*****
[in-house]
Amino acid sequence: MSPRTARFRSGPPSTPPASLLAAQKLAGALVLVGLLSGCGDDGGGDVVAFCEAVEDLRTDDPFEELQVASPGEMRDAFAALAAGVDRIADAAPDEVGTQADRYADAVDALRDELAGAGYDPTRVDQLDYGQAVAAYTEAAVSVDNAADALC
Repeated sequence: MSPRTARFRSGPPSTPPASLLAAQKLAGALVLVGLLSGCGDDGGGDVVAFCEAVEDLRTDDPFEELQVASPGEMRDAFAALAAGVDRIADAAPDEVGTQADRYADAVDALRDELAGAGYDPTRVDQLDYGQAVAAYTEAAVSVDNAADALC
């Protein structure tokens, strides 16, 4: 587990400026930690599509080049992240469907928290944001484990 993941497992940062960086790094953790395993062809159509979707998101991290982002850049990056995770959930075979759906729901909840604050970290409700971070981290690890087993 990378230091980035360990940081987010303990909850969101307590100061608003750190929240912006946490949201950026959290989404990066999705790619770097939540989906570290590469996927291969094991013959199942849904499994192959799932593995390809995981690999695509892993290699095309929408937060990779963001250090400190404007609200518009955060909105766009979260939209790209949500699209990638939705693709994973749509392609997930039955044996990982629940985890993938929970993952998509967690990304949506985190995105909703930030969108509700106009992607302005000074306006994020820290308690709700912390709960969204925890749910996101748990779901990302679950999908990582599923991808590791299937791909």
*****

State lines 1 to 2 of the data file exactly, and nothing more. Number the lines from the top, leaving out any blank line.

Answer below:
[in-house]
Amino acid sequence: MSPRTARFRSGPPSTPPASLLAAQKLAGALVLVGLLSGCGDDGGGDVVAFCEAVEDLRTDDPFEELQVASPGEMRDAFAALAAGVDRIADAAPDEVGTQADRYADAVDALRDELAGAGYDPTRVDQLDYGQAVAAYTEAAVSVDNAADALC